HUNTINGTON, W.Va. — George Washington's Jensen Lorea has one more shot and he isn't about to waste it.The senior captured his first individual championship at the 37th-annual WSAZ Invitational, defeating Independence's Colton Ward 5-4 in the 138-pound weight class Saturday night at the Big Sandy Superstore Arena.Winfield's Bryce Humphreys and Noah Julian also brought titles to the Kanawha Valley.Humphreys earned a 4-2 decision over Williamstown's Dalton George at 132 and Julian edged out Logan Dilliner of Parkersburg South 3-2 at 2:20.
"I'm excited,'' said Lorea, whose best finish at the WSAZ Invitational was runner-up during his sophomore season. "I've got four weeks left in the season and I'm ready to make it count. [The title] is definitely good motivation."It gives me an idea of where I'm at and what I need to do. There's some things I need to work on before the state tournament. Every time I go out there, it's the last time. Last time at WSAZs and last time I'll be at states. Being a senior gives you a different perspective on a lot of things.''Huntington, the defending Class AAA state champion and top-ranked team in the West Virginia Coaches poll, held a comfortable lead after 12 of the 14 finals Saturday night. The Highlanders amassed 245 points with one more wrestler in a title match while Independence, No. 1 in Class AA-A, was second with 215 points. (Final results were not available at press time).Parkersburg South, second in AAA and an 18-time state title winner, was third with 204 points followed by GW (1721/2) and Greenbrier West (1621/2), the defending state champion in AA-A. Winfield finished eighth with 1301/2 points.The 32-team WSAZ Invitational, one of the biggest regular-season events, tosses the state's top AAA and AA-A grapplers into the same bracket, which doesn't happen too often during the regular season. (See Page 2D for results.)Independence's Ward, who was runner-up at 132 in last year's Class AA-A state meet, is ranked No. 1 in the state at 138.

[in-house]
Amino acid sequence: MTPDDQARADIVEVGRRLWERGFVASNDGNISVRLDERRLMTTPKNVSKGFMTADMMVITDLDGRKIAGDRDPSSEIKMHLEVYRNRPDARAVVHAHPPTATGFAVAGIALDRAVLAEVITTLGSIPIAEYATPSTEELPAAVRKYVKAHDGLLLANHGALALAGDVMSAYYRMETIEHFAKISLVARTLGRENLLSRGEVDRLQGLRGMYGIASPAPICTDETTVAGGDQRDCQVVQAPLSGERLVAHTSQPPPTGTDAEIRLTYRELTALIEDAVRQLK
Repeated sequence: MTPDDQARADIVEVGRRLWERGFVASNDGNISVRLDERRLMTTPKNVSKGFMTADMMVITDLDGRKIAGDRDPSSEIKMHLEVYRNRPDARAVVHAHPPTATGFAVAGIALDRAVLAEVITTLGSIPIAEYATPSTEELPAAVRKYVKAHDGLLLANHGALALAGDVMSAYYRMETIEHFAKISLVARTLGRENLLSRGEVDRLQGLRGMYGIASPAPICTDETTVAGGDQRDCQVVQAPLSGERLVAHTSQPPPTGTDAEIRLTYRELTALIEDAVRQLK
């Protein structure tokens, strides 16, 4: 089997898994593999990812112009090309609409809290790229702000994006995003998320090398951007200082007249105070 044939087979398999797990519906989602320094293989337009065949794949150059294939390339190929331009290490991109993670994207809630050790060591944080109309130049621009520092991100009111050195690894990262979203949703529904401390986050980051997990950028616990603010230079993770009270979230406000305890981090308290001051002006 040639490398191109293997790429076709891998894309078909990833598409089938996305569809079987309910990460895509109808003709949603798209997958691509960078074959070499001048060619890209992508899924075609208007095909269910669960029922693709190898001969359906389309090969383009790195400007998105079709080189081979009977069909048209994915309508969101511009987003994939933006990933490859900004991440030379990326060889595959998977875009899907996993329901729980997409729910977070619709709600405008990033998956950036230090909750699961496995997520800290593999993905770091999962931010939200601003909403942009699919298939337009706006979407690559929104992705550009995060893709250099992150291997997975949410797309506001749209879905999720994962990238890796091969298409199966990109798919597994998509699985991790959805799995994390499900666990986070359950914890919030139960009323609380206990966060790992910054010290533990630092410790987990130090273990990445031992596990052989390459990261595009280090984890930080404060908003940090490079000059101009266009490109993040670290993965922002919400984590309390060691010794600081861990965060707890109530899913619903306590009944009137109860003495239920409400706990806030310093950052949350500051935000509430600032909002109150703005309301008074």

"I knew it was going to be a tough match, but that's why you wrestle,'' said GW coach Richard Harper of Lorea's victory. "Jensen's always been tough. He's hard on top and he fights. He works hard. He had a good weekend.''Lorea, who is ranked third in AAA at 138, turned in his highest showing at the state tournament last year, finishing third at 126. He finished fifth at states two years ago.Lorea tried to move up to 132 this year before settling in at a much higher class at 138."I just couldn't make the weight at 132,'' he said. "Too much of a struggle. I'm one of the biggest guys at 138. It's not bothering me that much.'' GW turned in quite a weekend with seven grapplers placing sixth or better, including two in the finals. The Patriots were seventh in this week's state coaches poll.
"I think our kids are starting to believe in what we're doing,'' Harper said. "The state tournament is going to be interesting. Of course Huntington and [Parkersburg] South are the favorites. There's some teams out there that, if some things go their way, that will be rocking the boat a little bit.''Humphreys, who is No. 1 in AAA at 132, won the state title at 126 last year and is the lone returning defending state champ from the Kanawha Valley.Zane Weese, who was runner-up at 220 at last year's state meet and the state's top-ranked wrestler at that weight, was upset in Saturday's quarterfinals by Winfield's Noah Julian 4-1. Weese, though, battled back through the consolation semifinals to finish third.Other WSAZ individual champions included Huntington's Logan Grass (106), Jordan Allen (120) and Ryan Mills; Roane County's Cam Moore (113); Chris Beeler (126) of Meade County in Kentucky; Independence's Cody Clifton (145); University's Ryan Lopez (152); Greenbrier West's Malik Boatwright (160) and Marquis Frazier (170) and Meade County's Jonah Shacklett (182). Reach Tommy R. Atkinson at firstname.lastname@example.org